“Oh, quite,” assented Ackworth, decisively, “she’s too clever a young
woman to play fast and loose with her reputation. She wants to marry
well, you see, and therefore keeps straight. But I don’t think you
need be afraid of Ferdy, darling. He’s only one of the many moths that
have fluttered round that candle. Now that he’s engaged he’ll forget
her. And, after all, it’s mere talk. He may not be in love with
Butterfly at all.”

“Why should he visit her, so–”

“He may have gone to see the mother, or to have a drink,” said
Anthony, vaguely. “Ferdy’s an ass, but he’s all right.”

“But Dr. Jerce says he drinks and gambles, and–”

“I’ll have to talk to Ferdy, and see if I can lead him in the right
way,” said Ackworth, with some impatience. “Don’t trouble yourself
over your brother, dearest. Every young man of that age is more or
less of an ass. But it’s only like a young colt kicking his heels in a
flowery meadow.”

“Then I need not worry, Anthony?”

“No, I’ll speak to Ferdy and take this especial worry off your
shoulders, my dear. Anything else?”

“This.” Clarice held out the letter, without explanation, as she
wanted to know if the elusive memory would come more clearly to
Anthony. He opened the envelope in silence, then sprang up with a
shout when he saw the contents.

“The Purple Fern, by Jupiter!” said Ackworth, staring. “What does it
mean?” asked Clarice, vaguely terrified.

Ackworth looked anxious. “Nothing very pleasant,” he muttered; “I
thought it had been stamped out.”

“What had been stamped out?”

“This purple fern business. Don’t you remember that the papers were
full of it a year ago, Clarry?”

Clarice put her hand to her head. The memory came back with a rush,
and she now knew why the pictorial representation of the fern had been
vaguely familiar to her. “Oh,” she exclaimed, “does it mean death to
Uncle Henry?”

“What?” Anthony looked relieved. “Then _you_ did not get it?”

“No. Uncle Henry told me that he found it outside his bedroom window.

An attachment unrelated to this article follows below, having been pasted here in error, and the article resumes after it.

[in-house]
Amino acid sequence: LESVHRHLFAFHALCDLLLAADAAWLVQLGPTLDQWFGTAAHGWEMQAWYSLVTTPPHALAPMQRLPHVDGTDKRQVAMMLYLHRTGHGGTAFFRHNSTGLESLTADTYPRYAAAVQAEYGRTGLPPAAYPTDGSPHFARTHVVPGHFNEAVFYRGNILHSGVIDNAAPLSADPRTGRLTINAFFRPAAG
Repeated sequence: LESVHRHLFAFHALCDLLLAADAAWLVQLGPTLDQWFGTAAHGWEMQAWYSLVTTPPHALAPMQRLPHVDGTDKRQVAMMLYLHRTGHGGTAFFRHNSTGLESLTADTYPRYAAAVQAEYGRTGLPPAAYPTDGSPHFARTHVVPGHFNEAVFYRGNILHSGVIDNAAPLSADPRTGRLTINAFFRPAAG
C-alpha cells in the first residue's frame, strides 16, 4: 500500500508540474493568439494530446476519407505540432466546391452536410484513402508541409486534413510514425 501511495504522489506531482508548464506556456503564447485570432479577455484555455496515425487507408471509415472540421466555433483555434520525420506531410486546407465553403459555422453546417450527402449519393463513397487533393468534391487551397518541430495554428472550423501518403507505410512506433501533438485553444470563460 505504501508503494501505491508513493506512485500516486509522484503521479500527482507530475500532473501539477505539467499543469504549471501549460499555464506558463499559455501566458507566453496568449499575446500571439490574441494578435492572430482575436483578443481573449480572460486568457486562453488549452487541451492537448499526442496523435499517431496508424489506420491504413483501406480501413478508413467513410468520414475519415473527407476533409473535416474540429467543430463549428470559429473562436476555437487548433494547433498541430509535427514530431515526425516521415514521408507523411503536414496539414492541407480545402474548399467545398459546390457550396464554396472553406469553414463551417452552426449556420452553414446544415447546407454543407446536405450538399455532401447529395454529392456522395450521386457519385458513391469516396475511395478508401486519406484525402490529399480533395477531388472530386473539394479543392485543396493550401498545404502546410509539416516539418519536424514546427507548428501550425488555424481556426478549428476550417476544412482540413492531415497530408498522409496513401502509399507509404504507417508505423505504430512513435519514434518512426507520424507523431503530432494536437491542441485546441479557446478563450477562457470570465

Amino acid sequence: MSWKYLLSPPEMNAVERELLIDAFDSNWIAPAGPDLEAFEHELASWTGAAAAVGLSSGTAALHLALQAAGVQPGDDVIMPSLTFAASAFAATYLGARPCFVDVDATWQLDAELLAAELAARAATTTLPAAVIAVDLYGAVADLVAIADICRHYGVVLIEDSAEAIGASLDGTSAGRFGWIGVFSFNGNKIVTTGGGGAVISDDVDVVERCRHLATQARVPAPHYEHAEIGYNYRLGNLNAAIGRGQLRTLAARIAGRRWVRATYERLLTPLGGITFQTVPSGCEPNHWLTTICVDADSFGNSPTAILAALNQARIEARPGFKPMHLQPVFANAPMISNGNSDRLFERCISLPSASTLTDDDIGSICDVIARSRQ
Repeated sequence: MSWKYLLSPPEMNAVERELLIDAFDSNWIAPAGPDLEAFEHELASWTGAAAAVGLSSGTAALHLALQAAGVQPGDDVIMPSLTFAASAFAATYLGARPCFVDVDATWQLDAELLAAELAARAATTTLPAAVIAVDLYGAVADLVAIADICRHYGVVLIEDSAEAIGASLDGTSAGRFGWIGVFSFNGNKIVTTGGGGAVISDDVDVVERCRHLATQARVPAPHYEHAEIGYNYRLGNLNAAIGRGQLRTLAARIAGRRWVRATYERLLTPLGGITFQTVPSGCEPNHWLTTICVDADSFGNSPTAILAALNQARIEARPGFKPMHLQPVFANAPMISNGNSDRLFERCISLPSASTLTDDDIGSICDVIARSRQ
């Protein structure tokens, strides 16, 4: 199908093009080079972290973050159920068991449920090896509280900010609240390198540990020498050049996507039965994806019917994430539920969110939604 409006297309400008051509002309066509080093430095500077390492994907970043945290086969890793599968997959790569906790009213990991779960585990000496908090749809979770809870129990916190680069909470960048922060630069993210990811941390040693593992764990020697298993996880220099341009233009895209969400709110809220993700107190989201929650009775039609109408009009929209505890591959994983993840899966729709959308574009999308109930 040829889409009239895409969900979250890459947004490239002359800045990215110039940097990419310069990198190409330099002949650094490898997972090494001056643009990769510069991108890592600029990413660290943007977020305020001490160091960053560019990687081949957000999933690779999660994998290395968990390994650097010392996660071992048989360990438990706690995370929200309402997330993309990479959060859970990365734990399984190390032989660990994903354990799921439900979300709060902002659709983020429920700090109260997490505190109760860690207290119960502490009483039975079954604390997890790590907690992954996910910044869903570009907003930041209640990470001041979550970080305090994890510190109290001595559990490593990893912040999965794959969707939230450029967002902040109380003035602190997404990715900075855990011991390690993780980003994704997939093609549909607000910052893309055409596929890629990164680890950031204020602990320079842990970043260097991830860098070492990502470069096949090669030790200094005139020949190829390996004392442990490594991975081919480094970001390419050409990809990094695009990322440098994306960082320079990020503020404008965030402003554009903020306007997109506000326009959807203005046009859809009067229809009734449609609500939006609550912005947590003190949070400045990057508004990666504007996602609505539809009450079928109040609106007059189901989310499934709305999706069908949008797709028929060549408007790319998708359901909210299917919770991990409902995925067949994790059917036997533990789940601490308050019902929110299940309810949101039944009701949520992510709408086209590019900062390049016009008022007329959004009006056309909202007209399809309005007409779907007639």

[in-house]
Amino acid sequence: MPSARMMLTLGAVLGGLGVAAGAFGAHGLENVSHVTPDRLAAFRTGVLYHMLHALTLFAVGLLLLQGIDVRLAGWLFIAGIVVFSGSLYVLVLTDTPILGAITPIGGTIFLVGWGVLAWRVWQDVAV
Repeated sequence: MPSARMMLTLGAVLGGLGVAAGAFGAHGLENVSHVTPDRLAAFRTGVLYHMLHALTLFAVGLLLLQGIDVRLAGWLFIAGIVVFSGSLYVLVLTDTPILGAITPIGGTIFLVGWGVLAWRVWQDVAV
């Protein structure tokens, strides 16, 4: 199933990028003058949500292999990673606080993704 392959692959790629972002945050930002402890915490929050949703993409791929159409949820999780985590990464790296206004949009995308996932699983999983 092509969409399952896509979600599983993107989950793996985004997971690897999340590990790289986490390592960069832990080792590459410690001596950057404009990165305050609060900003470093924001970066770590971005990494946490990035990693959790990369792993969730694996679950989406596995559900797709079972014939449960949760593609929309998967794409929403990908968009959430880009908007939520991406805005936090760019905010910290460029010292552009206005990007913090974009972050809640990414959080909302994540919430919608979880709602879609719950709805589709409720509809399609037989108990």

I expect he remembered about the murders, and received the shock he
talked about. Why do you look so relieved?”

“I thought that the warning might have been directed to you,” muttered
Ackworth, turning over the envelope, “apparently it is not, and
perhaps not even to Mr. Horran, since there is no address.”

“Tell me, Anthony, exactly what it means,” said Clarice, anxiously. “I
remember reading a lot about those murders, but I almost forget.”

“I wonder at that, considering how we talked them over,” said
Ackworth, sitting down again, and slipping his arm round her as though
to protect her from harm. “Don’t you remember, darling, that one
person after another was found murdered in houses and in streets, with
a purple fern stamped on the forehead. And in every case, a warning of
a stamped fern was sent beforehand. Then the police caught one man
red-handed. He was tried and hanged, but he would not give away his
associates. But the police gathered that he was one of a gang who
killed people to get money–since all the victims were wealthy–and in
every instance the sign of the association, a purple fern, was stamped
on the forehead of the victim. But with the hanging of the man that
was caught, the murders ceased. This is the first time I have heard of
a new warning being given. I should recommend Mr. Horran to take care
of himself.”

“Oh, Anthony, how terrible. Do you really think that he is in danger
of his life?”

“Judging by the fact that seven people, men and women, were killed,
after such a warning had been sent, I do think it is dangerous. I
shall see the local police about this at once. The house must be
watched. I wonder why Horran is to be killed. Is he very rich?”

Recollecting what Clarke had said, Clarice could reply easily: “On the
contrary, he has nothing but what he earns by acting as our guardian.
I wish he could explain exactly how he picked up the letter; but he is
still asleep.”

At this minute the wheels of a carriage were heard. Clarice, wondering
if the new arrival was Jerce, opened the French window and stepped out
on to the terrace, now sloppy with mixed snow and water and mud. She
strolled to the end, followed by Anthony, and saw that Dr. Jerce had
indeed arrived. He was stepping out of a hired fly, and had just
handed the man his fare, when he caught sight of Clarice. At once he
came towards her with outstretched hand. She took it unwillingly
enough. “I received a wire from Wentworth,” he said, anxiously. “I
hope my old friend is not very ill again.”

“No. He’s in a sound sleep, and Dr. Wentworth is puzzled over the
length of his slumber. Come in this way.” And she went along the
terrace.

“Thank you. Ah, Mr. Ackworth, how are you? Quite a change in the
weather, isn’t it? And I–why, what’s the matter?”

The ejaculation was caused by a cry from Clarice. She had picked up a
small object, which the thaw had revealed. It was a small gold box,
and on its face was set a curved fern in amethysts.

“The Purple Fern again!” exclaimed Ackworth, amazed.